Music review: Bramwell Tovey and Joyce Yang with the L.A. Phil
Who knew that in a program of war horses at the Hollywood Bowl the standout work would be Gounod’s Ballet Music from “Faust”? On Thursday night, guest conductor Bramwell Tovey and the Los Angeles Philharmonic offered committed renditions of Berlioz’s "Roman Carnival" Overture, Saint-Saëns’ Piano Concerto No. 2, with Joyce Yang as soloist, and Respighi’s evergreen “Pines of Rome.” But it was the Gounod that fascinated.
Tovey told the audience of 5,672 that L.A. Phil musicians were surprised during the performance's rehearsal how many familiar tunes constitute Gounod’s suite. It was last performed by the orchestra at the Bowl in 1977, with Mitch Miller conducting.
“I apologize for repeating it so soon,” Tovey cracked, “but these pieces are so charming and delightful, they are worth repeating every 34 years.” Tovey and the Philharmonic gave a buoyant lilt to each of the seven sections, concluding with a vital Danse du Phryné.
Yang performed the concerto with compelling virtuosity and sensitivity. She was attuned to the score’s mock-operatic seriousness while also conveying the glitter and Mendelssohnian delicacy of the popular Scherzo. In 2009, she gave an account of Rachmaninoff’s Piano Concerto No. 2 at the Bowl, her tone overly bright and thin. This time, the pianist’s tone was rich and full. She seemed to be having fun dispatching the athletic and demanding virtuoso passages, especially in the score’s Presto finale, a whirling tarantella dance. Tovey and the Philharmonic proved equal partners.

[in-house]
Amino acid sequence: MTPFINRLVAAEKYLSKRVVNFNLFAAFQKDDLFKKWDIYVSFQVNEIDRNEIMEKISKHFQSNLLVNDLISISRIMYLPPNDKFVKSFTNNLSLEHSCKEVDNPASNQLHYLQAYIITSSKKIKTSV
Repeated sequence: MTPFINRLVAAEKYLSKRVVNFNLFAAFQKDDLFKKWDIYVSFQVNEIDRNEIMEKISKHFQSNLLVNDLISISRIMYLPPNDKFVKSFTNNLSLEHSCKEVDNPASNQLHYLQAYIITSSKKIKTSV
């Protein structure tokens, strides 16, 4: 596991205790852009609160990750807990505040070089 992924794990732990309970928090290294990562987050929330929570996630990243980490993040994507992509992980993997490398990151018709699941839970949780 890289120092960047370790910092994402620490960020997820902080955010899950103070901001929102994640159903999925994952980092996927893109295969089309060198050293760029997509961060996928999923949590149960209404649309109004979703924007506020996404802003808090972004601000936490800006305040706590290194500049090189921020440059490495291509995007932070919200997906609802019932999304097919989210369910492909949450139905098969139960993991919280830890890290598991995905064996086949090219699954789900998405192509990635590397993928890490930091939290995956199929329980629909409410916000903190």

Tovey next leads the Philharmonic in a Tchaikovsky Spectacular with Fireworks on Friday, repeated Saturday night, and ends his stint here on Tuesday with a refreshingly anti-war-horse program of Bernstein’s "Chichester Psalms" and Mozart’s Requiem.
-- Rick Schultz
Photo: A September 2010 photo of Bramwell Tovey conducting at the Hollywood Bowl. Credit: Gina Ferazzi / Los Angeles Times